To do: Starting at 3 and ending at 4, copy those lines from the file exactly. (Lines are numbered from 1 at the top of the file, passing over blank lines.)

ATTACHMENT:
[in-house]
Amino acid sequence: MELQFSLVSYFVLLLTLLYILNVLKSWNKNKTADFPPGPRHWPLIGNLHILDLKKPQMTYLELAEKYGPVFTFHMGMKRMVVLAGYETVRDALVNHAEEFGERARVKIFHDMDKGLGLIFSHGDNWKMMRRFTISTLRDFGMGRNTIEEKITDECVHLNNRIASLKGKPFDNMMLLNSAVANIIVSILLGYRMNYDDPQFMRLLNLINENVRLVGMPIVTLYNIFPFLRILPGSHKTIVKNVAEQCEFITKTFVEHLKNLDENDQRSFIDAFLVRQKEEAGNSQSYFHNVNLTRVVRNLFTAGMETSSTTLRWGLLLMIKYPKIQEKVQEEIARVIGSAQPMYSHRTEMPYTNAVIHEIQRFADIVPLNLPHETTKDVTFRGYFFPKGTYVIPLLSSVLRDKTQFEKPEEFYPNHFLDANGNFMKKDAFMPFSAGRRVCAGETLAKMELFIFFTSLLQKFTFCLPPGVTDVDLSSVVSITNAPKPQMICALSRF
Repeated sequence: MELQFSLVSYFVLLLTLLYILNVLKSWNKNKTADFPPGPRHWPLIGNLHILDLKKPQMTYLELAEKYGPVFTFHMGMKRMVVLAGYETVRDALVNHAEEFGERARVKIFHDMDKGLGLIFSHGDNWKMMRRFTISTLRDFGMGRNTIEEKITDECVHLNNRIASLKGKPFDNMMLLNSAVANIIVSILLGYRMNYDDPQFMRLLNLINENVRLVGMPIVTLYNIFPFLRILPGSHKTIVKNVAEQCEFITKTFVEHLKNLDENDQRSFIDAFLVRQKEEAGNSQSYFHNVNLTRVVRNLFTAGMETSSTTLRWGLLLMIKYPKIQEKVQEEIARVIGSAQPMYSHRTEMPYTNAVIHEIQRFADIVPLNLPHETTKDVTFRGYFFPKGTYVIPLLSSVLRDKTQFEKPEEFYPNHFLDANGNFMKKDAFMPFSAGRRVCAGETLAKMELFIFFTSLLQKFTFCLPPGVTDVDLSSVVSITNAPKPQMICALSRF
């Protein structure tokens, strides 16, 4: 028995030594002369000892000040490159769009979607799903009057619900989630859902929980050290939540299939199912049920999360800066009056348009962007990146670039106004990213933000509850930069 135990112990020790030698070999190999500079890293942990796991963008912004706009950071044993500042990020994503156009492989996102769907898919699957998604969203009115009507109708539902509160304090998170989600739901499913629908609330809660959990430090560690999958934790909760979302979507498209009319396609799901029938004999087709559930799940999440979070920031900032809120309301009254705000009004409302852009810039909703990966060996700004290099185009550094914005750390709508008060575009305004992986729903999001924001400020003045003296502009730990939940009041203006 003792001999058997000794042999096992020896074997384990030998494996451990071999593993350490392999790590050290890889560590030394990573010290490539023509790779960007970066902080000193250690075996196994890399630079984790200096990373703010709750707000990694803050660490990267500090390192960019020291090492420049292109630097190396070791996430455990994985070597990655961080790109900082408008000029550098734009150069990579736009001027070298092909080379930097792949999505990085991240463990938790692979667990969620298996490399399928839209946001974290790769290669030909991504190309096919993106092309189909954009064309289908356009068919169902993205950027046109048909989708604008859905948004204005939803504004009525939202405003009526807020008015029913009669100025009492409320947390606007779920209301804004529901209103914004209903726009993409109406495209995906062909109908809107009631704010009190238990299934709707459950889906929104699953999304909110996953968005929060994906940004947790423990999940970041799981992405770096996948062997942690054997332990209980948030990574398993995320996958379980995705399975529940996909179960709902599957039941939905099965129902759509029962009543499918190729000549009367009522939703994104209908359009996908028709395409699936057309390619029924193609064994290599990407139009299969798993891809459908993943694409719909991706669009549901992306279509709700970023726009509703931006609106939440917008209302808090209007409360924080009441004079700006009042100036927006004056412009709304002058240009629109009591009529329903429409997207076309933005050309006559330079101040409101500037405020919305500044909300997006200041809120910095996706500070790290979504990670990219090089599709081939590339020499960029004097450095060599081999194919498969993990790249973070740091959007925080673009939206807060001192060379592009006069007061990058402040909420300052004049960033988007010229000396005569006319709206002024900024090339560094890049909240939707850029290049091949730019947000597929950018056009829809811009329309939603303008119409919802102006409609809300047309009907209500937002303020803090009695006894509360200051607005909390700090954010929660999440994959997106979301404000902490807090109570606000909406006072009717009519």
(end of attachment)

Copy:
Repeated sequence: MELQFSLVSYFVLLLTLLYILNVLKSWNKNKTADFPPGPRHWPLIGNLHILDLKKPQMTYLELAEKYGPVFTFHMGMKRMVVLAGYETVRDALVNHAEEFGERARVKIFHDMDKGLGLIFSHGDNWKMMRRFTISTLRDFGMGRNTIEEKITDECVHLNNRIASLKGKPFDNMMLLNSAVANIIVSILLGYRMNYDDPQFMRLLNLINENVRLVGMPIVTLYNIFPFLRILPGSHKTIVKNVAEQCEFITKTFVEHLKNLDENDQRSFIDAFLVRQKEEAGNSQSYFHNVNLTRVVRNLFTAGMETSSTTLRWGLLLMIKYPKIQEKVQEEIARVIGSAQPMYSHRTEMPYTNAVIHEIQRFADIVPLNLPHETTKDVTFRGYFFPKGTYVIPLLSSVLRDKTQFEKPEEFYPNHFLDANGNFMKKDAFMPFSAGRRVCAGETLAKMELFIFFTSLLQKFTFCLPPGVTDVDLSSVVSITNAPKPQMICALSRF
């Protein structure tokens, strides 16, 4: 028995030594002369000892000040490159769009979607799903009057619900989630859902929980050290939540299939199912049920999360800066009056348009962007990146670039106004990213933000509850930069 135990112990020790030698070999190999500079890293942990796991963008912004706009950071044993500042990020994503156009492989996102769907898919699957998604969203009115009507109708539902509160304090998170989600739901499913629908609330809660959990430090560690999958934790909760979302979507498209009319396609799901029938004999087709559930799940999440979070920031900032809120309301009254705000009004409302852009810039909703990966060996700004290099185009550094914005750390709508008060575009305004992986729903999001924001400020003045003296502009730990939940009041203006 003792001999058997000794042999096992020896074997384990030998494996451990071999593993350490392999790590050290890889560590030394990573010290490539023509790779960007970066902080000193250690075996196994890399630079984790200096990373703010709750707000990694803050660490990267500090390192960019020291090492420049292109630097190396070791996430455990994985070597990655961080790109900082408008000029550098734009150069990579736009001027070298092909080379930097792949999505990085991240463990938790692979667990969620298996490399399928839209946001974290790769290669030909991504190309096919993106092309189909954009064309289908356009068919169902993205950027046109048909989708604008859905948004204005939803504004009525939202405003009526807020008015029913009669100025009492409320947390606007779920209301804004529901209103914004209903726009993409109406495209995906062909109908809107009631704010009190238990299934709707459950889906929104699953999304909110996953968005929060994906940004947790423990999940970041799981992405770096996948062997942690054997332990209980948030990574398993995320996958379980995705399975529940996909179960709902599957039941939905099965129902759509029962009543499918190729000549009367009522939703994104209908359009996908028709395409699936057309390619029924193609064994290599990407139009299969798993891809459908993943694409719909991706669009549901992306279509709700970023726009509703931006609106939440917008209302808090209007409360924080009441004079700006009042100036927006004056412009709304002058240009629109009591009529329903429409997207076309933005050309006559330079101040409101500037405020919305500044909300997006200041809120910095996706500070790290979504990670990219090089599709081939590339020499960029004097450095060599081999194919498969993990790249973070740091959007925080673009939206807060001192060379592009006069007061990058402040909420300052004049960033988007010229000396005569006319709206002024900024090339560094890049909240939707850029290049091949730019947000597929950018056009829809811009329309939603303008119409919802102006409609809300047309009907209500937002303020803090009695006894509360200051607005909390700090954010929660999440994959997106979301404000902490807090109570606000909406006072009717009519």